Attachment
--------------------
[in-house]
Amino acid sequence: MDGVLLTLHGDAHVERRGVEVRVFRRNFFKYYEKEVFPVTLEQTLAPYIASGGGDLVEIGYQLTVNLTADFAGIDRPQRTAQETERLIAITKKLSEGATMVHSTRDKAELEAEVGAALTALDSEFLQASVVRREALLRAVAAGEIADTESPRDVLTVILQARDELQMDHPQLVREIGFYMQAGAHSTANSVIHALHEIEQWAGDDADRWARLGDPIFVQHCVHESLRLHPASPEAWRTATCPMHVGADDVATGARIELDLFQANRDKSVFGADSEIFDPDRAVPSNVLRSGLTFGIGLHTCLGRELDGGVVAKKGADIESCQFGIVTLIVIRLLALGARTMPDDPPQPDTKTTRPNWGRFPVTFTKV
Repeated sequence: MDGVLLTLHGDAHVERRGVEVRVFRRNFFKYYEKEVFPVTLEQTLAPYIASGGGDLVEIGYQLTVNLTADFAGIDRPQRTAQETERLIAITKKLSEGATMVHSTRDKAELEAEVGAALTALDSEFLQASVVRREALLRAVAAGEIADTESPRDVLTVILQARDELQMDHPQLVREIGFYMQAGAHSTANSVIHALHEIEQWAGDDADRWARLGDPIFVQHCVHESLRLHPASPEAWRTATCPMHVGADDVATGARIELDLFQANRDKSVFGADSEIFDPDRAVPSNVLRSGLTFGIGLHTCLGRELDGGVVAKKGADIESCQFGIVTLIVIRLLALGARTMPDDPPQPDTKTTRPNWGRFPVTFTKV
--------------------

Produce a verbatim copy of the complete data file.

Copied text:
[in-house]
Amino acid sequence: MDGVLLTLHGDAHVERRGVEVRVFRRNFFKYYEKEVFPVTLEQTLAPYIASGGGDLVEIGYQLTVNLTADFAGIDRPQRTAQETERLIAITKKLSEGATMVHSTRDKAELEAEVGAALTALDSEFLQASVVRREALLRAVAAGEIADTESPRDVLTVILQARDELQMDHPQLVREIGFYMQAGAHSTANSVIHALHEIEQWAGDDADRWARLGDPIFVQHCVHESLRLHPASPEAWRTATCPMHVGADDVATGARIELDLFQANRDKSVFGADSEIFDPDRAVPSNVLRSGLTFGIGLHTCLGRELDGGVVAKKGADIESCQFGIVTLIVIRLLALGARTMPDDPPQPDTKTTRPNWGRFPVTFTKV
Repeated sequence: MDGVLLTLHGDAHVERRGVEVRVFRRNFFKYYEKEVFPVTLEQTLAPYIASGGGDLVEIGYQLTVNLTADFAGIDRPQRTAQETERLIAITKKLSEGATMVHSTRDKAELEAEVGAALTALDSEFLQASVVRREALLRAVAAGEIADTESPRDVLTVILQARDELQMDHPQLVREIGFYMQAGAHSTANSVIHALHEIEQWAGDDADRWARLGDPIFVQHCVHESLRLHPASPEAWRTATCPMHVGADDVATGARIELDLFQANRDKSVFGADSEIFDPDRAVPSNVLRSGLTFGIGLHTCLGRELDGGVVAKKGADIESCQFGIVTLIVIRLLALGARTMPDDPPQPDTKTTRPNWGRFPVTFTKV